Recapping - The Kano Model is a tool that can be used to prioritize the Critical to Quality characteristics, as defined by the Voice of the Customer and the three categories identified by the model are:

    

Must Be: Whatever the quality characteristic is, it must be present, such that if it is not, the customer will go elsewhere!

   

Performance: The better we are at meeting these needs, the happier the customer is.

   

Delighter: Those qualities that the customer was not expecting, but received as a bonus.

   

Being a trainer and consultant, I spend a lot of time on the road. In doing so, I have a tendency to check into hotels on a regular basis. I once queried the manager of a hotel I spend a lot of time at how he established practices to entice the business client. He related the following scenario to me.

  

Table 1

Characteristic

 

Price

Fast check-in

Express checkout

Location

Comfortable bed

Continental breakfast

Jacuzzi

Internet hook-up

Newspaper

Cable/HBO

Exercise room

Swimming pool

Restaurant

Business Client

 

Performance

Performance

Must Be

Performance

Must Be

Must Be

Delighter

Must Be

Must Be

Delighter

Delighter

Delighter

Performance

The first thing he did was to identify a list of qualities the client would be interested in. He came upon his list by listening to complaints, handing out surveys, holding focus groups and conducting interviews. The information in the extreme left column is a partial list from the voice of the customer. Knowing that I was involved in something that dealt with customer satisfaction, he asked me to assist him in ranking the characteristics. I explained the concepts behind the Kano Model, and together we developed the list in the column labeled Business Client. This was all fine and dandy, as far as the business customer was concerned.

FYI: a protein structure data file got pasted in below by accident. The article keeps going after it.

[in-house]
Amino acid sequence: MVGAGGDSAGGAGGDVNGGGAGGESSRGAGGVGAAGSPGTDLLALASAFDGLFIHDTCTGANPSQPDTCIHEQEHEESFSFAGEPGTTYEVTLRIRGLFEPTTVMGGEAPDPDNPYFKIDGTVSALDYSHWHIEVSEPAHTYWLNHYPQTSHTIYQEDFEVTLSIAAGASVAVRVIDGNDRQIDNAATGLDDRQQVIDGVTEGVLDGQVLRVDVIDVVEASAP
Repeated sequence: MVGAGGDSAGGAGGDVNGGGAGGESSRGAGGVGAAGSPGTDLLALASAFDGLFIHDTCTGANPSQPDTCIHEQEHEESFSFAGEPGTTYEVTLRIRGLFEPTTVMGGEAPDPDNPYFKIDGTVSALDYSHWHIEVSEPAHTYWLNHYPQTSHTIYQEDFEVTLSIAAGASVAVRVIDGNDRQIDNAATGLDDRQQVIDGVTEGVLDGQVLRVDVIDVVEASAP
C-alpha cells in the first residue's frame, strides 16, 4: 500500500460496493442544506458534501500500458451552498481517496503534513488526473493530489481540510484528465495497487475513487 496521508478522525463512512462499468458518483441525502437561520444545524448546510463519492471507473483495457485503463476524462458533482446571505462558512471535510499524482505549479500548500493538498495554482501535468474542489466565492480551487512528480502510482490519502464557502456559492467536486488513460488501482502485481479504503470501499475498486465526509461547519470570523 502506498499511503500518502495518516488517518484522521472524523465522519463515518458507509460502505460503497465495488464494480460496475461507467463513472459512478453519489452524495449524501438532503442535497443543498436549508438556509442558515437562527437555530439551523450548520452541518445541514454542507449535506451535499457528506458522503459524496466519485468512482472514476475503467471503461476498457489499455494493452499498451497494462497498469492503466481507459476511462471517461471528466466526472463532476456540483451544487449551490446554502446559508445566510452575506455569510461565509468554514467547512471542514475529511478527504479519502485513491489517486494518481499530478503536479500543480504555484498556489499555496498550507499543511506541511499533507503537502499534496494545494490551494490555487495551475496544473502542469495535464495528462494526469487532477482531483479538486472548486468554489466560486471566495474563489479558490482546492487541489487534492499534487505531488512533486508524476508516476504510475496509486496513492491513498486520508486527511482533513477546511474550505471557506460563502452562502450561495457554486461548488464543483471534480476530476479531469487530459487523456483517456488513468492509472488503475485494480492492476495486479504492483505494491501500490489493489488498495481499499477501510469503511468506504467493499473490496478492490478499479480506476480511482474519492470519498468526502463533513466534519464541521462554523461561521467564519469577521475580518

For my own interest, I asked him to look at these same characteristics from the point of view of a vacationing family, with perhaps a few children. As a final task, I asked him to assess how strong or weak he felt the hotel was when trying to meet those quality characteristics identified in table 1.

   

Table 2

Characteristic

 

Price

Fast check-in

Express checkout

Location

Comfortable bed

Continental breakfast

Jacuzzi

Internet hook-up

Newspaper

Cable/HBO

Exercise room

Swimming pool

Restaurant

Business Client

 

Performance

Performance

Must Be

Performance

Must Be

Must Be

Delighter

Must Be

Must Be

Delighter

Delighter

Delighter

Performance

Vacationer

 

Must Be

Performance

Performance

Performance

Must Be

Delighter

Performance

Delighter

Delighter

Must Be

Performance

Must Be

Performance

How Good Are We?

 

Satisfactory

Weak

Weak

Satisfactory

Satisfactory

Satisfactory

Weak

Weak

Satisfactory

Satisfactory

Weak

Satisfactory

Weak

    

The conclusions from this effort can be as summarized by looking at the rows that have a characteristic in the Must Be category. With respect to the business client, this yielded express checkout, a comfortable bed, continental breakfast, internet hook-up and newspaper. The vacationer, on the hand, had must be's that include price, comfortable bed, cable/ HBO, and a swimming pool.

  

Of these characteristics, the manager realized that the hotel was weak in the check-in and express checkout process, and internet hook-up. This exercise allowed the manager to better address the needs of the customer, based on their critical to quality characteristics. Now the work begins to minimize the gap of where the hotel is with respect to where the hotel wants to be.

  

  

One final word.  If a characteristic isn't on the list, does that mean it can be ignored?